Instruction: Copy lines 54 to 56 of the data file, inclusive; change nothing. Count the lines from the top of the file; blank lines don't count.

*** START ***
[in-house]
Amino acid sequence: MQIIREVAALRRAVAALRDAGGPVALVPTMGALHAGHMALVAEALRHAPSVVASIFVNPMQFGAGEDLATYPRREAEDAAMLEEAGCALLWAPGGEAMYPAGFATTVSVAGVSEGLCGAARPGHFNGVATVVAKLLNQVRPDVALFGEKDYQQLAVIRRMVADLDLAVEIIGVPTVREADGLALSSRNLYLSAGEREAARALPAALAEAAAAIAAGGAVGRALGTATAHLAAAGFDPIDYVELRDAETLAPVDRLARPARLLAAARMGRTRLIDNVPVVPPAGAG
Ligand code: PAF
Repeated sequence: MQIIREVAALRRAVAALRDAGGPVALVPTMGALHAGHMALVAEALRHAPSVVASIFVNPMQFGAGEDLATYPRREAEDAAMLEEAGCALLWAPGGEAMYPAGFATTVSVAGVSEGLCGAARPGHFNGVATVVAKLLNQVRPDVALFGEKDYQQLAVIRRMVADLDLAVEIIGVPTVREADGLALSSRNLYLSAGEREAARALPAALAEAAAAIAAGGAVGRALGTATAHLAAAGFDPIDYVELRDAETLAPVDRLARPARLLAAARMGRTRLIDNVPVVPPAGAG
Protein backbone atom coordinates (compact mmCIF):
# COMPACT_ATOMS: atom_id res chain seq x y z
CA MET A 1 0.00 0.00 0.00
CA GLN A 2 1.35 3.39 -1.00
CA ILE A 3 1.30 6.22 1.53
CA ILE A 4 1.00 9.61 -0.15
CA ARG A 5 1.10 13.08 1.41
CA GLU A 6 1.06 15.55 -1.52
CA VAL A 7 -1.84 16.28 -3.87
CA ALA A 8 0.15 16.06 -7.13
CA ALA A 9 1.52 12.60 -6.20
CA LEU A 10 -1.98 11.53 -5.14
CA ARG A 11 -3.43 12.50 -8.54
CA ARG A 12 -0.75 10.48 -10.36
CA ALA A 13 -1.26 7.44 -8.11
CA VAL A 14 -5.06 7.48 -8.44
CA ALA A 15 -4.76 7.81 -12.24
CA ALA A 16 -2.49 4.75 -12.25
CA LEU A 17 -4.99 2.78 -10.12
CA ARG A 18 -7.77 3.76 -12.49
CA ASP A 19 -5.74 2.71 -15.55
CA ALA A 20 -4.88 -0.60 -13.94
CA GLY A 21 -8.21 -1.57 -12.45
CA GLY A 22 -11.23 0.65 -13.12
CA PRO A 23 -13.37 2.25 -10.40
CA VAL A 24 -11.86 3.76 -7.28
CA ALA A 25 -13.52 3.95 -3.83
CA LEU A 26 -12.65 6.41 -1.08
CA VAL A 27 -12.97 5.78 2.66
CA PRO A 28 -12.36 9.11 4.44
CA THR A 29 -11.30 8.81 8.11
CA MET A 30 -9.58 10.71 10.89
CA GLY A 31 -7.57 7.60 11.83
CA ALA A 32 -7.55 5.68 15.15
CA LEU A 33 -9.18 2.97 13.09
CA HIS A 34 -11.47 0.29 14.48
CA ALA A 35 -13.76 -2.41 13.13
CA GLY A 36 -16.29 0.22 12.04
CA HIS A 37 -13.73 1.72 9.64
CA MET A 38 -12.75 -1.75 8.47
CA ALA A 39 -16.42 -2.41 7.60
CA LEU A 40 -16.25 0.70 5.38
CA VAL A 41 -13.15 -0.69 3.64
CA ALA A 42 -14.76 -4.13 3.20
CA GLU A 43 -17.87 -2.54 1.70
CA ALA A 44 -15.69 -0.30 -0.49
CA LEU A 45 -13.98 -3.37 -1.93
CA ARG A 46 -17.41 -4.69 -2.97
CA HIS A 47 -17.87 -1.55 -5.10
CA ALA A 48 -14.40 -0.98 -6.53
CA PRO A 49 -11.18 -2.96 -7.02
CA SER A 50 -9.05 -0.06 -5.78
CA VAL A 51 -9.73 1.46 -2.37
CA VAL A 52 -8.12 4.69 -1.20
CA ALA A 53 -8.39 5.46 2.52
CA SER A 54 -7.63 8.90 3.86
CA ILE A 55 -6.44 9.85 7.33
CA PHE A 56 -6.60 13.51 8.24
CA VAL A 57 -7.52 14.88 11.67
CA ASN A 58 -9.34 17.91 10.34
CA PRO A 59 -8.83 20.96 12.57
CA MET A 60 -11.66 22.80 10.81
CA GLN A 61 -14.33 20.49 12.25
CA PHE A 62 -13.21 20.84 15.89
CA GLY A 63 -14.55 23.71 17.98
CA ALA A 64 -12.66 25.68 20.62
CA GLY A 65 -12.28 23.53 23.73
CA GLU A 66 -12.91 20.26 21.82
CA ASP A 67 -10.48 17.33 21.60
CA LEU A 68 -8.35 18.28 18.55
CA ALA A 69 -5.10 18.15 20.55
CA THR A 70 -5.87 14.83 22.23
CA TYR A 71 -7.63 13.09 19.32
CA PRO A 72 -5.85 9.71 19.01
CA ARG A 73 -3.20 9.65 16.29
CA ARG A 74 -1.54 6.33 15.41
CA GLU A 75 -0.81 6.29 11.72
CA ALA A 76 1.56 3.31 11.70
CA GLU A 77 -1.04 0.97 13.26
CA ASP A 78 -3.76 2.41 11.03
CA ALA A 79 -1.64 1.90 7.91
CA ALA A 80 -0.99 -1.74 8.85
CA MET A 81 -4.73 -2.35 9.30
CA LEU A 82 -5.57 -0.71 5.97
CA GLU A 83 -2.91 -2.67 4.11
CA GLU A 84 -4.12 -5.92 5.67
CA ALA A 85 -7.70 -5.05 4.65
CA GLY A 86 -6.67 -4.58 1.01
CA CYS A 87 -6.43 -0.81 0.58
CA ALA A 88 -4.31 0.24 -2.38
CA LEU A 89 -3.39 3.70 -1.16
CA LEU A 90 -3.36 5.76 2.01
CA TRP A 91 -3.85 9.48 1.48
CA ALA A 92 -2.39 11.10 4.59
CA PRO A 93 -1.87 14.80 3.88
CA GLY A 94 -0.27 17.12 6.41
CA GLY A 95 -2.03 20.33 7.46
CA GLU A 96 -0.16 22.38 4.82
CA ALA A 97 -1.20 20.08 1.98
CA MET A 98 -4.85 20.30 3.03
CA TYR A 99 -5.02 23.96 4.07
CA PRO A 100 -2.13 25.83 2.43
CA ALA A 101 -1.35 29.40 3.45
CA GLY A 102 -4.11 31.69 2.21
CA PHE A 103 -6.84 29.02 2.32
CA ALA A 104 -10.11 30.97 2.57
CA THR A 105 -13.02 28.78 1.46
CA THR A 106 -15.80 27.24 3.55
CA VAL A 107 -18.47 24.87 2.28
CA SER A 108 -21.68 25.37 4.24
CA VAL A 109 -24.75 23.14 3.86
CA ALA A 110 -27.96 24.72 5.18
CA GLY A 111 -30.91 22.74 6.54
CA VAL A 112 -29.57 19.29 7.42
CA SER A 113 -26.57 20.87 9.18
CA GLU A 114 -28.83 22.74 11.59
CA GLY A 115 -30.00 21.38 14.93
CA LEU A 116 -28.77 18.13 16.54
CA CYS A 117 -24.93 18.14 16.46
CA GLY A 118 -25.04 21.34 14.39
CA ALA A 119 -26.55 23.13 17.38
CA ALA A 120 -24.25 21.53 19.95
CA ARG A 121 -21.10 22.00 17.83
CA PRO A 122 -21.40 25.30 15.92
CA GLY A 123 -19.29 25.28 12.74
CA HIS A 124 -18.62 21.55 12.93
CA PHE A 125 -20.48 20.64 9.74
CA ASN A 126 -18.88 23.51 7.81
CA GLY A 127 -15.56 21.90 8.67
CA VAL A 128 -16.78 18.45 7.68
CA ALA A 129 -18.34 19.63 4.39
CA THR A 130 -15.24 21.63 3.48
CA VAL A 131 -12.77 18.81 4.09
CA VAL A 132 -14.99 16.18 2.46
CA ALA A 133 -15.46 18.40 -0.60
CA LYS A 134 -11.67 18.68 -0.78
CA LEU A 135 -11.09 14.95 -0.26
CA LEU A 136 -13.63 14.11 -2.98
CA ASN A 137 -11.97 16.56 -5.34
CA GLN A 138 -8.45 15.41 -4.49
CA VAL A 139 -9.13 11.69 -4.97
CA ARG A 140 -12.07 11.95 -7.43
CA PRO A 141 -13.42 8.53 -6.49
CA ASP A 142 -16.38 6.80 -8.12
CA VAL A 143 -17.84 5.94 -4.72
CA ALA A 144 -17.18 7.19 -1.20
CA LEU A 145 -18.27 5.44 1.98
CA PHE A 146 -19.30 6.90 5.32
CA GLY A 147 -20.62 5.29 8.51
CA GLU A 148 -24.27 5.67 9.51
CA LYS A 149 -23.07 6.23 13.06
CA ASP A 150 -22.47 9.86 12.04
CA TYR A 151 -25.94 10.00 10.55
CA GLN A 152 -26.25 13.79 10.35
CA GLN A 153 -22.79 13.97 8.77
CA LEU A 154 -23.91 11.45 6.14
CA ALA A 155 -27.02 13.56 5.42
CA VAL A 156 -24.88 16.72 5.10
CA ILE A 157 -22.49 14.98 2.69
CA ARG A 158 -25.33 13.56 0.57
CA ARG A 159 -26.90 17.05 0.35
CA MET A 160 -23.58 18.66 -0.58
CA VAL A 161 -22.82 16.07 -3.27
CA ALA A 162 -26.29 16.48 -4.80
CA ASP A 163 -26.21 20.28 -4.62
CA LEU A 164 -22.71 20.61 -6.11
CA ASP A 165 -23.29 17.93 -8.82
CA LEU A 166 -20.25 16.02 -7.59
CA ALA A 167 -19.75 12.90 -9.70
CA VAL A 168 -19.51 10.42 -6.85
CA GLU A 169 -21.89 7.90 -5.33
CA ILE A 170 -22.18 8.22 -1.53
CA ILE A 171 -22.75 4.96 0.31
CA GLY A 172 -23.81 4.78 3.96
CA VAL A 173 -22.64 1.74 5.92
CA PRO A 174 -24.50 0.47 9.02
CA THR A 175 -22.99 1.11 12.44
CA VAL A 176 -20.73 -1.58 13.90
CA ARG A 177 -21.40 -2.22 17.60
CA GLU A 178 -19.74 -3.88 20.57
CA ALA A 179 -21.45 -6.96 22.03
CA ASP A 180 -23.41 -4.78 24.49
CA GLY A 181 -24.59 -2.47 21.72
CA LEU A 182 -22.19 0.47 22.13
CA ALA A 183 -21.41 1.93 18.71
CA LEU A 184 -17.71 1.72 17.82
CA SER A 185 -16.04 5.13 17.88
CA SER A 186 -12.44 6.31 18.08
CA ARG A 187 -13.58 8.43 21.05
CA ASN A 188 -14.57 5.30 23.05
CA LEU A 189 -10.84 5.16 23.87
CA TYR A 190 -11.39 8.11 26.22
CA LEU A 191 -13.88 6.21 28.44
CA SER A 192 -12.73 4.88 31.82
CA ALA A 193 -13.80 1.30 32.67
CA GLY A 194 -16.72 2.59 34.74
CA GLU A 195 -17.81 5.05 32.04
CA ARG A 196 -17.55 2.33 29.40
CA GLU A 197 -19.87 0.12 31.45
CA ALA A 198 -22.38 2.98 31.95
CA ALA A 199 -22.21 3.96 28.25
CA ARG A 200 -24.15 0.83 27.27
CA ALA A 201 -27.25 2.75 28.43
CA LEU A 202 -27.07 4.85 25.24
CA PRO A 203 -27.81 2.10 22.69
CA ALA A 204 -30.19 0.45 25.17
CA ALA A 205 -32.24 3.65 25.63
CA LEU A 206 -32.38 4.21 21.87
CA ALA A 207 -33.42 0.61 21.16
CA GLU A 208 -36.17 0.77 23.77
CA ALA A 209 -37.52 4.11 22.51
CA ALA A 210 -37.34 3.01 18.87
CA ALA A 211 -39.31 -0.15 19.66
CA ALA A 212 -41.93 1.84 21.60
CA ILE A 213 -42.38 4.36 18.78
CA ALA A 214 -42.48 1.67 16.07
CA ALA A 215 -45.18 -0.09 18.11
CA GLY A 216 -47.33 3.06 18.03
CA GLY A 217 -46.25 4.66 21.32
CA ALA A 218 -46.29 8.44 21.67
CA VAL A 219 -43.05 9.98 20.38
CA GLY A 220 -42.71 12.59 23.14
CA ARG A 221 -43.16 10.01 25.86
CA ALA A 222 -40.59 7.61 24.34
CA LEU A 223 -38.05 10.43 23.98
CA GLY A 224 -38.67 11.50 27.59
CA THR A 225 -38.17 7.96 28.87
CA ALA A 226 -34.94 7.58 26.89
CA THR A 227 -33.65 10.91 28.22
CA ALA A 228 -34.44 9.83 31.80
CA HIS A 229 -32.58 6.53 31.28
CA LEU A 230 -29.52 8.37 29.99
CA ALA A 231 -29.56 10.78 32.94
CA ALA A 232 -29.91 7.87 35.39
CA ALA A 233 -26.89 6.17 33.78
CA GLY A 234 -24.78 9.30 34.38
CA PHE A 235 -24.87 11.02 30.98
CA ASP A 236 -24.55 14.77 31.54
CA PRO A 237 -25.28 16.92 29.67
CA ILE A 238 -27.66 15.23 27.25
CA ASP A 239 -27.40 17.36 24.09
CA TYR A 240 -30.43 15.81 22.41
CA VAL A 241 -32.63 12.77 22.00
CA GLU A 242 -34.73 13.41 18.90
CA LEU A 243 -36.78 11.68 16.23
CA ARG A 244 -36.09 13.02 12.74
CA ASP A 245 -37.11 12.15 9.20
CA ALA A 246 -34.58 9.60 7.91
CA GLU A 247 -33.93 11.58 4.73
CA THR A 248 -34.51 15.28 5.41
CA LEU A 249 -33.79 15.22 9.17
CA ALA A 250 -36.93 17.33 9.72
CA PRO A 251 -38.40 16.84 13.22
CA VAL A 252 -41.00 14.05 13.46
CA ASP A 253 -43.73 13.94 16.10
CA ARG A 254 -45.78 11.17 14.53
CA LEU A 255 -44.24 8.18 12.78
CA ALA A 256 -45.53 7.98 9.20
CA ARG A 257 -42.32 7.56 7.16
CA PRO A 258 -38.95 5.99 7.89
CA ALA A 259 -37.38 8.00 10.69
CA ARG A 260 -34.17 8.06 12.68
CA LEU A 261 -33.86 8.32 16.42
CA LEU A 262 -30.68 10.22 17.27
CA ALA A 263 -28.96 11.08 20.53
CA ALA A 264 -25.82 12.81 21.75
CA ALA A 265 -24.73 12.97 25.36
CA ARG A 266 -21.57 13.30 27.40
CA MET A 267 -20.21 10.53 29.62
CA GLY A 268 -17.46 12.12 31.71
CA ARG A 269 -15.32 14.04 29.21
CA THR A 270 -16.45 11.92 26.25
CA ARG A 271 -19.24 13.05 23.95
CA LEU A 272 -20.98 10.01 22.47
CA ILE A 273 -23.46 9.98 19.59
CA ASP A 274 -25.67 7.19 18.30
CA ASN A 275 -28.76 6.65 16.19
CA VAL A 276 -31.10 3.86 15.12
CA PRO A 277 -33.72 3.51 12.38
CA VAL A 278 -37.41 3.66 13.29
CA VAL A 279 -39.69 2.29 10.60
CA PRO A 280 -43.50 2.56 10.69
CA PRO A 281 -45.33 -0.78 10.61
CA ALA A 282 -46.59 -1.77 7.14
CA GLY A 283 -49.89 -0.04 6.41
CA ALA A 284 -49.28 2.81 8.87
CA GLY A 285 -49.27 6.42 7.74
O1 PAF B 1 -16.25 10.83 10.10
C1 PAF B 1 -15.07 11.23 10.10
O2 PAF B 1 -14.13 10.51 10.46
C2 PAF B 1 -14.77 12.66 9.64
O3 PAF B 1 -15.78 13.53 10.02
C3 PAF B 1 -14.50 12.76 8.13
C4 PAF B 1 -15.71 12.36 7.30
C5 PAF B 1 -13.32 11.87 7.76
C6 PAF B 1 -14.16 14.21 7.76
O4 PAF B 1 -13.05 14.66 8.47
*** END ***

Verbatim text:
CA ALA A 48 -14.40 -0.98 -6.53
CA PRO A 49 -11.18 -2.96 -7.02
CA SER A 50 -9.05 -0.06 -5.78